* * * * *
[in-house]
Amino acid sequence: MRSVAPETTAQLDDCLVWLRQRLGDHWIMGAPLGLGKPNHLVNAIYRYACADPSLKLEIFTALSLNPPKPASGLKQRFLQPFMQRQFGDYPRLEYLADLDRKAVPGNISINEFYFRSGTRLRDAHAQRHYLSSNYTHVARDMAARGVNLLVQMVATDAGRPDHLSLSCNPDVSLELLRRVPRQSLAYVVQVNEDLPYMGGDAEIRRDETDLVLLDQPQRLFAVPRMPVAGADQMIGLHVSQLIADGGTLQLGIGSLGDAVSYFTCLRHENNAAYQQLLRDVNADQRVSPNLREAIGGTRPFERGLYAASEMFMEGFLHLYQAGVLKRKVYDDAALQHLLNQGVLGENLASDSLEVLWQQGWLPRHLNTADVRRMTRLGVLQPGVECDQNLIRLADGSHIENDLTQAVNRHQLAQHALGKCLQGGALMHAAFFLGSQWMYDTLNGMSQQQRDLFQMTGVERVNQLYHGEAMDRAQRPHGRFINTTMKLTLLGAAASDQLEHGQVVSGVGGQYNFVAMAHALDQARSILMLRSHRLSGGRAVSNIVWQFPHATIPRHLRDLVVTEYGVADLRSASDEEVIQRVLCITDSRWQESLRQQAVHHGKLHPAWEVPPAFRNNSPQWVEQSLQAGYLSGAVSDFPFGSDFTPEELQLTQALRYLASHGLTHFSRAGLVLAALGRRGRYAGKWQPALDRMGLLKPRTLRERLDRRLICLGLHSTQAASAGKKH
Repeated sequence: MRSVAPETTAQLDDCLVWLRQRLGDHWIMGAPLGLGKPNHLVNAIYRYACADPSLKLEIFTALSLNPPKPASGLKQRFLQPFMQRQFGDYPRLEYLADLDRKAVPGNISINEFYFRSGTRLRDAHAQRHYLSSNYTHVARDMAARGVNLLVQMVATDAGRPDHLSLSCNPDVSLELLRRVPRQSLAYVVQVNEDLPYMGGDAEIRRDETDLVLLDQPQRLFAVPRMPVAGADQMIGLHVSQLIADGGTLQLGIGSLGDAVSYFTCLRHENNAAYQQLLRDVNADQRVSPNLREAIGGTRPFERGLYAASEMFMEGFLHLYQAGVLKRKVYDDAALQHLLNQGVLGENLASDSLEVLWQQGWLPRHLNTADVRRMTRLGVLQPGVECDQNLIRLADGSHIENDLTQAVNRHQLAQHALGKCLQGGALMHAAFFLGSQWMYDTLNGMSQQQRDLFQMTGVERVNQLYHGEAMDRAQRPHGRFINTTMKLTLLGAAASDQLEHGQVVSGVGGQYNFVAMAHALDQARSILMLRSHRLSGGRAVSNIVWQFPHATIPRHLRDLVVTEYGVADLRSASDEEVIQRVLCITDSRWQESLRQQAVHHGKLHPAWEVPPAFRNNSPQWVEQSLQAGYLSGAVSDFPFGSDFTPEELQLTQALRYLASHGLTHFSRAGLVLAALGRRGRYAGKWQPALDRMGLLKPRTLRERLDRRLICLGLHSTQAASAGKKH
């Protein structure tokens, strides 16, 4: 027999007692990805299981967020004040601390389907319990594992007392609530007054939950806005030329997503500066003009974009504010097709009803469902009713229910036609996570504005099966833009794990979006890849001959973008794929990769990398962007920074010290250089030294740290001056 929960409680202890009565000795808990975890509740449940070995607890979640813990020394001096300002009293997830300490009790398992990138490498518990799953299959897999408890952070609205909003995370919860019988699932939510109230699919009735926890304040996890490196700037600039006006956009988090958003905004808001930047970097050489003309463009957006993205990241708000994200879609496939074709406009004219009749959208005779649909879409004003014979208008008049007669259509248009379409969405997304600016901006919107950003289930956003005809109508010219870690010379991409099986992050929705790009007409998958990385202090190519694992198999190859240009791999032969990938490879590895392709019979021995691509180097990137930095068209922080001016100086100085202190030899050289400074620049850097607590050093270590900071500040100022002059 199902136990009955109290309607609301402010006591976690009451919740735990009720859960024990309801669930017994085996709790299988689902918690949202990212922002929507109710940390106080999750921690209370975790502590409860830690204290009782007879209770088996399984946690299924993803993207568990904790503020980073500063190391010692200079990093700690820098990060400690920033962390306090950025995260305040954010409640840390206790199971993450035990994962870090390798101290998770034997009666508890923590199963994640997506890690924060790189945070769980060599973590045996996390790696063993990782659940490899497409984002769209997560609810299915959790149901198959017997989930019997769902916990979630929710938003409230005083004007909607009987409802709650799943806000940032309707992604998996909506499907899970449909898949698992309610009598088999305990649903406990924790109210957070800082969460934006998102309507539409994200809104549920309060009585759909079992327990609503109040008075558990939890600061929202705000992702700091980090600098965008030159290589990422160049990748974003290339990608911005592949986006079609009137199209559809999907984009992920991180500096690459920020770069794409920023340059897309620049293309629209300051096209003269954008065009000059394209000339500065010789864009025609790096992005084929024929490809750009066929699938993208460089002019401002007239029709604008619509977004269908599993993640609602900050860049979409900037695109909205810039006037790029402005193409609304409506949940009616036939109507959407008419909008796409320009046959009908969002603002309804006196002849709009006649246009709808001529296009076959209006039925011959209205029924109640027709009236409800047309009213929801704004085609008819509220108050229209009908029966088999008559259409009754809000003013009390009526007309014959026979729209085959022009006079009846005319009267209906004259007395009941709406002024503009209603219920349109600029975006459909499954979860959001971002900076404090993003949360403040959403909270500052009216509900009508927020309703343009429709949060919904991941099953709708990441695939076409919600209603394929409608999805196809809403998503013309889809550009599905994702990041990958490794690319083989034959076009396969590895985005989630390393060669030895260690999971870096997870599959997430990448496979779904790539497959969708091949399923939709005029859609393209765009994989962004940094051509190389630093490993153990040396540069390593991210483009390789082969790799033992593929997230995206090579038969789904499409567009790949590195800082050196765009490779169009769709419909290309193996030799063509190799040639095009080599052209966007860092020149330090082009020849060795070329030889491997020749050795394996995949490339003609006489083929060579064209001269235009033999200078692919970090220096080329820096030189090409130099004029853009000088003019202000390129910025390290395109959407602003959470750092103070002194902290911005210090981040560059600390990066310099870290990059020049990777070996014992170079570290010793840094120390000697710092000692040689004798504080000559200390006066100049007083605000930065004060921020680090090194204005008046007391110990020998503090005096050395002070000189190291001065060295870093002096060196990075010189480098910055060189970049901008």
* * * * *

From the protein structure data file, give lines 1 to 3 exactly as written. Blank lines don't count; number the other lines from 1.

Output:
[in-house]
Amino acid sequence: MRSVAPETTAQLDDCLVWLRQRLGDHWIMGAPLGLGKPNHLVNAIYRYACADPSLKLEIFTALSLNPPKPASGLKQRFLQPFMQRQFGDYPRLEYLADLDRKAVPGNISINEFYFRSGTRLRDAHAQRHYLSSNYTHVARDMAARGVNLLVQMVATDAGRPDHLSLSCNPDVSLELLRRVPRQSLAYVVQVNEDLPYMGGDAEIRRDETDLVLLDQPQRLFAVPRMPVAGADQMIGLHVSQLIADGGTLQLGIGSLGDAVSYFTCLRHENNAAYQQLLRDVNADQRVSPNLREAIGGTRPFERGLYAASEMFMEGFLHLYQAGVLKRKVYDDAALQHLLNQGVLGENLASDSLEVLWQQGWLPRHLNTADVRRMTRLGVLQPGVECDQNLIRLADGSHIENDLTQAVNRHQLAQHALGKCLQGGALMHAAFFLGSQWMYDTLNGMSQQQRDLFQMTGVERVNQLYHGEAMDRAQRPHGRFINTTMKLTLLGAAASDQLEHGQVVSGVGGQYNFVAMAHALDQARSILMLRSHRLSGGRAVSNIVWQFPHATIPRHLRDLVVTEYGVADLRSASDEEVIQRVLCITDSRWQESLRQQAVHHGKLHPAWEVPPAFRNNSPQWVEQSLQAGYLSGAVSDFPFGSDFTPEELQLTQALRYLASHGLTHFSRAGLVLAALGRRGRYAGKWQPALDRMGLLKPRTLRERLDRRLICLGLHSTQAASAGKKH
Repeated sequence: MRSVAPETTAQLDDCLVWLRQRLGDHWIMGAPLGLGKPNHLVNAIYRYACADPSLKLEIFTALSLNPPKPASGLKQRFLQPFMQRQFGDYPRLEYLADLDRKAVPGNISINEFYFRSGTRLRDAHAQRHYLSSNYTHVARDMAARGVNLLVQMVATDAGRPDHLSLSCNPDVSLELLRRVPRQSLAYVVQVNEDLPYMGGDAEIRRDETDLVLLDQPQRLFAVPRMPVAGADQMIGLHVSQLIADGGTLQLGIGSLGDAVSYFTCLRHENNAAYQQLLRDVNADQRVSPNLREAIGGTRPFERGLYAASEMFMEGFLHLYQAGVLKRKVYDDAALQHLLNQGVLGENLASDSLEVLWQQGWLPRHLNTADVRRMTRLGVLQPGVECDQNLIRLADGSHIENDLTQAVNRHQLAQHALGKCLQGGALMHAAFFLGSQWMYDTLNGMSQQQRDLFQMTGVERVNQLYHGEAMDRAQRPHGRFINTTMKLTLLGAAASDQLEHGQVVSGVGGQYNFVAMAHALDQARSILMLRSHRLSGGRAVSNIVWQFPHATIPRHLRDLVVTEYGVADLRSASDEEVIQRVLCITDSRWQESLRQQAVHHGKLHPAWEVPPAFRNNSPQWVEQSLQAGYLSGAVSDFPFGSDFTPEELQLTQALRYLASHGLTHFSRAGLVLAALGRRGRYAGKWQPALDRMGLLKPRTLRERLDRRLICLGLHSTQAASAGKKH